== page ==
BBC political correspondent
Al-Jazeera launched an English-language station on Wednesday
Al-Jazeera has been described as "propaganda" by the US government.
Tony Blair thinks it is the best way to get his message out across the Middle East.
It's not the first time the prime minister has sat down for the cameras of the Doha-based broadcaster.
Al-Jazeera has been one of the favoured media weapons employed by Downing Street strategists to fight the war of public opinion since the war in Iraq.
This time the word was going out further, much further.
To Israelis and Palestinians, but most significantly to Iran and Syria. George Bush named them as two thirds of his "axis of evil".
Tony Blair thinks they could be the catalysts to peace, or at least stability, in the Middle East and that opinion has taken on significantly more weight since the American people dealt a heavy blow to President Bush and his Republicans in the mid-term elections at the beginning of the month.
America is about to change strategy in Iraq, and there are many who want to see the US invite Iraq's neighbours to the table.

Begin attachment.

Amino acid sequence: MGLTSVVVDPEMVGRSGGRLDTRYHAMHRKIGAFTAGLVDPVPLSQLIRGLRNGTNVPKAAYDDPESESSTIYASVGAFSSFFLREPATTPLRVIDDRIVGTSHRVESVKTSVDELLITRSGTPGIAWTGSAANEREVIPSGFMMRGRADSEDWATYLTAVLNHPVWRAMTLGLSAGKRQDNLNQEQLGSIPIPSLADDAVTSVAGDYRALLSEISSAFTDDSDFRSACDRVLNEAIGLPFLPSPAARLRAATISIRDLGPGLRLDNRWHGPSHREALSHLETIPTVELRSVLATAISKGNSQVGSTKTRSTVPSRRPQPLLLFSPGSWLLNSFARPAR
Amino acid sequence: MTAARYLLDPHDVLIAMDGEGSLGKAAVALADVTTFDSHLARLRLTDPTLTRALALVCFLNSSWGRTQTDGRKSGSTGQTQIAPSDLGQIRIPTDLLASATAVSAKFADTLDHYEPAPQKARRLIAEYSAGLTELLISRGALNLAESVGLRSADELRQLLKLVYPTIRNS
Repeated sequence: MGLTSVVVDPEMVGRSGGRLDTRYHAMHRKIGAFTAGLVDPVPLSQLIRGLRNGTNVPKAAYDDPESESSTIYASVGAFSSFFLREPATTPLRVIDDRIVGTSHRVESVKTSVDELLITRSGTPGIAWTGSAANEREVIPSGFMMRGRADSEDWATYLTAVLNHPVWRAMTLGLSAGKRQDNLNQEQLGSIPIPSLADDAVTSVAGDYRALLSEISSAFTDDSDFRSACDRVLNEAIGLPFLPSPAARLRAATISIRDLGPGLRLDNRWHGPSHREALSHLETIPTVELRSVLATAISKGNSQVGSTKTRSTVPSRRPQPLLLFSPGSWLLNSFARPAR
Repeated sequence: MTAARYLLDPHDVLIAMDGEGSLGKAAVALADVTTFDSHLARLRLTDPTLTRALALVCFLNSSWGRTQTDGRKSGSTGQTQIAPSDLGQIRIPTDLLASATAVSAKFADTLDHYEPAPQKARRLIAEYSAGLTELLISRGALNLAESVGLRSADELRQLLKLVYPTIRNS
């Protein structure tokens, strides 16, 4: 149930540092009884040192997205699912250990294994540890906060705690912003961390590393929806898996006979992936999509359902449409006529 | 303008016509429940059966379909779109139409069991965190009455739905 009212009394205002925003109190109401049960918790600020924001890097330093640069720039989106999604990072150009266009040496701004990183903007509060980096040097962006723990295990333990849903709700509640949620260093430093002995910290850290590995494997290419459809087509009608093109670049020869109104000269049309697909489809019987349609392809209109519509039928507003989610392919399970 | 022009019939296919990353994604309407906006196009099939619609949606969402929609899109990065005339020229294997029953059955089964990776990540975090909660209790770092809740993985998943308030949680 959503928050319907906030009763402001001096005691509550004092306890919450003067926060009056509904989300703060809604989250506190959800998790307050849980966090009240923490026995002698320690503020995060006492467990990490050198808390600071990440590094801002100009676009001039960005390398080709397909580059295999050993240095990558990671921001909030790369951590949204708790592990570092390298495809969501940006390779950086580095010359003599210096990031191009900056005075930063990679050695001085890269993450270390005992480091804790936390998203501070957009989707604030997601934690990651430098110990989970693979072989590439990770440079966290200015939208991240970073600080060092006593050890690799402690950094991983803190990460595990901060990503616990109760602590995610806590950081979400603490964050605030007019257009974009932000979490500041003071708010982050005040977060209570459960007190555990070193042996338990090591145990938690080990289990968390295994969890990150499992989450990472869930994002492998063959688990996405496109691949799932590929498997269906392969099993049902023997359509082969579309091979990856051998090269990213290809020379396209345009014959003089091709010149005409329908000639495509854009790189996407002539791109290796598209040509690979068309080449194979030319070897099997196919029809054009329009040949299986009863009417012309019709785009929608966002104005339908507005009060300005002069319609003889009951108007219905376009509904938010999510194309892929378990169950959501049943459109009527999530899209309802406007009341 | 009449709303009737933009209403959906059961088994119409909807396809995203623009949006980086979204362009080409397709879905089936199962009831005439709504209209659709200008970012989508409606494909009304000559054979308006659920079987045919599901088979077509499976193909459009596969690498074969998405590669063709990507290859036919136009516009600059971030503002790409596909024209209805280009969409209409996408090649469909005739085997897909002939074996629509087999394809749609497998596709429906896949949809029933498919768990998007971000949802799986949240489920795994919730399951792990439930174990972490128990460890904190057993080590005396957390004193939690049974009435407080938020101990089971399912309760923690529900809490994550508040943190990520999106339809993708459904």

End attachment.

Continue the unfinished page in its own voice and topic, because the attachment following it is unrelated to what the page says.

This is a strategy which Tony Blair has been talking about since the summer, it's very much in line with his overall view of the region; Iraq, Israel... it's all part of a single jigsaw.
Al-Jazeera is carving out a global jigsaw for itself, with its English language network a significant addition.
US audience elusive
The broadcaster now extends its reach to global audiences across the Middle East and Europe from it's Doha base.
Where the BBC and CNN have led, al-Jazeera has followed.
A US audience remains elusive though as no American distributor has come on board yet.
If a document leaked to the Mirror in the summer is to be believed, this appearance is just one in a long line of TV moments which the prime minister has planned in the run up to his departure from Downing Street.
Blue Peter and Songs of Praise were mentioned in the schedule.
Don't expect to hear about Iran and Syria in either of those.